How Loneliness from Coronavirus Isolation Takes Its Own Toll
By Robin Wright
At a White House press briefing on Friday, Peter Alexander, a correspondent for NBC News, asked President Trump about the psychological toll of the covid-19 crisis: “Nearly two hundred dead, fourteen thousand who are sick, millions, as you witnessed, who are scared,” Alexander said. “What do you say to Americans who are watching you right now who are scared?” Trump shot back, “I say that you’re a terrible reporter, that’s what I say. I think it’s a very nasty question, and I think it’s a very bad signal that you’re putting out to the American people.” For weeks, the President seemed oblivious to the scope of the coronavirus threat; now he seems heartless about the spiralling anxiety among Americans and ignorant about the physiology of fear, after a week unprecedented in American history, during which much of the country has closed down, the economy has ground to a halt, and millions have been told to stay home. Since last week, state officials have ordered one in three Americans—living in New York, California, Illinois, New Jersey, Connecticut, Michigan, and Massachusetts—to remain indoors. For many of the rest of us, normal life has been suspended as the tally of cases soars. It all feels eerily apocalyptic—and, for most, scary.
The Los Angeles mayor, Eric Garcetti, demonstrated more compassion than Trump when he appealed, on the same day, for residents of America’s second-largest city to stay home. “I know there’s been a lot of crying, and it’s O.K. to cry,” he said. “I know there’s been a lot of fear, and it’s O.K. to be afraid.” On Saturday, the governor of New York, Andrew Cuomo, acknowledged the “truly significant” psychological and social stresses of our uncertain times. “People are struggling with the emotions as much as they are struggling with the economics,” he said. “This state wants to start to address that.” He appealed to psychiatrists, psychologists, and therapists willing to volunteer to contact the state to help set up a network to provide mental-health assistance for people who are anxious or isolated.
As governors across the nation began ordering lockdowns, I talked with neuroscientists and psychologists about the impact on the human body—not of this new pathogen but of the various stresses that accompany it. Read on...
Finding Connection and Resilience During the Coronavirus Pandemic
By Robin Wright
Across the globe, a coronavirusculture is emerging, spontaneously and creatively, to deal with public fear, restrictions on daily life, and the tedious isolation of quarantine. “This is a bad science-fiction movie that is real,” Agustín Fuentes, an evolutionary anthropologist at the University of Notre Dame, told me, in a late-night discussion this week, about how covid-19 may alter the human journey. He envisions a profound evolutionary process to insure the survival of the species as pandemics become more common. It’s already visible.
“What is so important to humanity is connection. The kind of quarantines—in New York and Seattle, and what will happen in thousands of other places in the United States—will require people to connect in other ways,” he said. “One of the amazing things about the human species—once harmless critters not much more than monkeys running around—is that, over time, we have become very creative. We’ve adapted to survive. That’s what people will rely on now—coming up with incredibly imaginative ways to find connections even when they’re not in the same physical space together.” Read on....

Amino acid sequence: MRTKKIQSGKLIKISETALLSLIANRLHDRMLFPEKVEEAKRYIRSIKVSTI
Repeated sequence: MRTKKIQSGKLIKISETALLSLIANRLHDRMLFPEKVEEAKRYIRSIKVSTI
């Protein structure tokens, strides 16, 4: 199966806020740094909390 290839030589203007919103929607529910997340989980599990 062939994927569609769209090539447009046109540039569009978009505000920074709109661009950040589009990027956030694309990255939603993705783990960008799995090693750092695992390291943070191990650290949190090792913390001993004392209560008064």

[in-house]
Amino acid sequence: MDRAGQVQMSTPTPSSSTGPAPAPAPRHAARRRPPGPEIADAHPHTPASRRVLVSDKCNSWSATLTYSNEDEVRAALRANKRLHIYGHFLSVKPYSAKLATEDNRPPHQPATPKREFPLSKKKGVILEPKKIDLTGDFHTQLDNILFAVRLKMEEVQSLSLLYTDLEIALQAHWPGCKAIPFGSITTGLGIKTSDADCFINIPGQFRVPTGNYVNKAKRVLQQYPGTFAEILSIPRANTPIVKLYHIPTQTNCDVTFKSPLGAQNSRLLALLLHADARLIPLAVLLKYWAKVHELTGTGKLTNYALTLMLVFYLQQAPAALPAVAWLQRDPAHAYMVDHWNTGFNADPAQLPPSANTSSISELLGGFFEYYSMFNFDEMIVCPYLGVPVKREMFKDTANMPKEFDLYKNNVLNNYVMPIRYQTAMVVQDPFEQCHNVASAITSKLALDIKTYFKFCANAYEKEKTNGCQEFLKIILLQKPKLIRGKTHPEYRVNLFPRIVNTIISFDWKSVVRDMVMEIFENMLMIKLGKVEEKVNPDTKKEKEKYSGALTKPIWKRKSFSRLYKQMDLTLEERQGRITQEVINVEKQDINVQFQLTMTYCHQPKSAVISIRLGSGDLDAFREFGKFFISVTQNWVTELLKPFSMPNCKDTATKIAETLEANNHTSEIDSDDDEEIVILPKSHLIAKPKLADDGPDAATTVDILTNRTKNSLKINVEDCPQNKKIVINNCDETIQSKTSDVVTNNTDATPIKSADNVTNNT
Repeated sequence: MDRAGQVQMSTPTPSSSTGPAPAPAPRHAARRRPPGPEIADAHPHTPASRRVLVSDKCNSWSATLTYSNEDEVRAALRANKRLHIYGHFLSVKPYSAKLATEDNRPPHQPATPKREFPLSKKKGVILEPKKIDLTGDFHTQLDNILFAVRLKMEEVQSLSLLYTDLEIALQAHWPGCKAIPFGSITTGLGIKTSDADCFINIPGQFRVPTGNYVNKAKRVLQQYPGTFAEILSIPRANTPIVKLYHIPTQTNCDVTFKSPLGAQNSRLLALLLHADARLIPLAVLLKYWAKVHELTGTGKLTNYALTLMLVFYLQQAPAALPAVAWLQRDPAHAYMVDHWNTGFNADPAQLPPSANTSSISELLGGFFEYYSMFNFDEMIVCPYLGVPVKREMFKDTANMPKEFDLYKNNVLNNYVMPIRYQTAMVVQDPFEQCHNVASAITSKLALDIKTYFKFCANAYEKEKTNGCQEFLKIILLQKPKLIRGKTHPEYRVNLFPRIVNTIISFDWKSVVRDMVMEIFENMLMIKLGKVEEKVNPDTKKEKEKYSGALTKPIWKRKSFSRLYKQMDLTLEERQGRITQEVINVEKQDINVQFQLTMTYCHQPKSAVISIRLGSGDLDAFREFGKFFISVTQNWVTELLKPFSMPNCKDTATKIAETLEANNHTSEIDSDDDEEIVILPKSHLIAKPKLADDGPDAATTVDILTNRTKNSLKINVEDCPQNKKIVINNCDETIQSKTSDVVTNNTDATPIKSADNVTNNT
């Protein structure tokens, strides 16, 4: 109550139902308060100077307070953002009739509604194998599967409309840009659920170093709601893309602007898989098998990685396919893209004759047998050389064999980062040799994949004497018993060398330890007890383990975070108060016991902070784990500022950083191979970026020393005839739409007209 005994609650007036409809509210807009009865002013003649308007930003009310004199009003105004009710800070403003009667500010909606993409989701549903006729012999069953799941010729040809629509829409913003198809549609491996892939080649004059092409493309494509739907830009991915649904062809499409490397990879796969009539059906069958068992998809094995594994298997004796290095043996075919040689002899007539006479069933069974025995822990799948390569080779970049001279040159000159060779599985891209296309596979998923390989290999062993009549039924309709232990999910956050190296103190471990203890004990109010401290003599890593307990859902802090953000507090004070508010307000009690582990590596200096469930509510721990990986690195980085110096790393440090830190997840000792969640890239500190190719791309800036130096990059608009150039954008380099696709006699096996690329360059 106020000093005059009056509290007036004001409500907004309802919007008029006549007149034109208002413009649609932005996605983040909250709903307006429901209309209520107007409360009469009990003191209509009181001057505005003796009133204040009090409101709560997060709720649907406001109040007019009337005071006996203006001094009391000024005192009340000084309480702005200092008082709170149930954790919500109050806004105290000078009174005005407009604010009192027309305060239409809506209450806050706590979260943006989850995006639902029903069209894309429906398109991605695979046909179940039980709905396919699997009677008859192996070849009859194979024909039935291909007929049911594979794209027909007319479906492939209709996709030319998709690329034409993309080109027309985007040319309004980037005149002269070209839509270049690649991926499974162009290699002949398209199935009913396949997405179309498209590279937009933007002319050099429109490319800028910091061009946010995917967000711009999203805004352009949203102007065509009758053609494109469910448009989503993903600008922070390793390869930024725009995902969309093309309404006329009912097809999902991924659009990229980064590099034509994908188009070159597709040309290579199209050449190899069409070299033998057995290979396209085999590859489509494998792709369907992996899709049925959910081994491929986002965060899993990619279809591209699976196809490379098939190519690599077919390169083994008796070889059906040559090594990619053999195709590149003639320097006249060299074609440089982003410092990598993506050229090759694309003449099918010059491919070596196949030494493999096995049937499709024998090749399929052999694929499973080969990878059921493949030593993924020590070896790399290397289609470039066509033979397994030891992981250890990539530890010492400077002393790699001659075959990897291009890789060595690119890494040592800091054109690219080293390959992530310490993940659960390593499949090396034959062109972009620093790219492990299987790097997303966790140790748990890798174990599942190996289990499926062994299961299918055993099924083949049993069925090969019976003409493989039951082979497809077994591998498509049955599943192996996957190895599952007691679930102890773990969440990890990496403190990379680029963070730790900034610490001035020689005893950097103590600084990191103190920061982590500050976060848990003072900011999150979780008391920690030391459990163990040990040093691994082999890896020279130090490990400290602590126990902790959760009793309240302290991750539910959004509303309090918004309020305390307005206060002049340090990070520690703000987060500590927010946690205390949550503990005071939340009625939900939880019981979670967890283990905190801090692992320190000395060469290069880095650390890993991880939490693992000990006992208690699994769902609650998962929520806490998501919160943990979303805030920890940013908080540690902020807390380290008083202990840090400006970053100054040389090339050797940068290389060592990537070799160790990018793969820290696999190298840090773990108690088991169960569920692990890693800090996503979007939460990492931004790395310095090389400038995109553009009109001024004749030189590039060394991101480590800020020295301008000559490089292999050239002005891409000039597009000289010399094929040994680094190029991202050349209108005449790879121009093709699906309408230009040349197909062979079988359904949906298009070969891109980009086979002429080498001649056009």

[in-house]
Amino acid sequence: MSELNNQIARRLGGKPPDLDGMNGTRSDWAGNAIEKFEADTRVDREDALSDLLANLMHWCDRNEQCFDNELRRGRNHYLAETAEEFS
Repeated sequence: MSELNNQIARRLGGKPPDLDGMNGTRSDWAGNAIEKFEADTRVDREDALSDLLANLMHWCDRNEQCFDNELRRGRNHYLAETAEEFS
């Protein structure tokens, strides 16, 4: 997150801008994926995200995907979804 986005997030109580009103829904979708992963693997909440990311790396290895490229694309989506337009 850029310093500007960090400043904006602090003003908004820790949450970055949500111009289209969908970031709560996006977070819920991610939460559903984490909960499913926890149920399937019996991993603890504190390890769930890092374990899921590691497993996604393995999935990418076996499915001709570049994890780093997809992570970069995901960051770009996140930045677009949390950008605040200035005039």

A Hostage-Taker Dies in Iran and Other Coronavirus Stories
By Robin Wright
Hossein Sheikholeslam spent years studying computer science at the University of California, Berkeley, before he returned to Iran, in 1979, to join the revolution and participate in the takeover of the U.S. Embassy. “I was there all four hundred and forty-four days,” he recalled, the last time I saw him, in Tehran, in 2015. “I helped put together and translate the classified cables that the Americans had shredded.” He went on to become a member of parliament, the Ambassador to Syria, and the deputy foreign minister. He was one of the leading figures in Iran’s attempt to export its revolutionary ideology. He had been in Syria and Lebanon days before a suicide bomber drove into the barracks of U.S. Marine peacekeepers in Beirut, in 1983. In 2015, we had a painfully long argument about why the regime still rallied its followers to shout “Death to America” at public events more than three decades later. Sheikholeslam, who by then had a silvery beard and six children, had been nicknamed Gap Tooth by the hostages, for obvious reasons. I asked him if he knew that. He grinned wide enough to show me that the gap was gone. “It’s artificial,” he said, tapping his front teeth. Sheikholeslam died, on Thursday, of covid-19, which is caused by the new coronavirus. He was the latest in a growing list of Iranian officials to be felled by the disease. Eight per cent of Iran’s parliament has been infected; two members have died.
In just the past two weeks, the number of covid-19 cases in Iran has soared to more than forty-seven hundred—up more than a thousand in just a day. In Qom, the holy city that is the epicenter of the outbreak, the cemetery has been unable to keep up with the number of deaths. On Wednesday, the BBC Persian Service posted a cell-phone video showing row after row of black body bags awaiting burial in Qom. Other videos show men wearing hazmat suits lowering shrouded bodies into the ground.
Iran is one of the epicenters of the global disease that, as of Friday morning, had infected more than a hundred thousand and killed more than thirty-four hundred globally. Read on....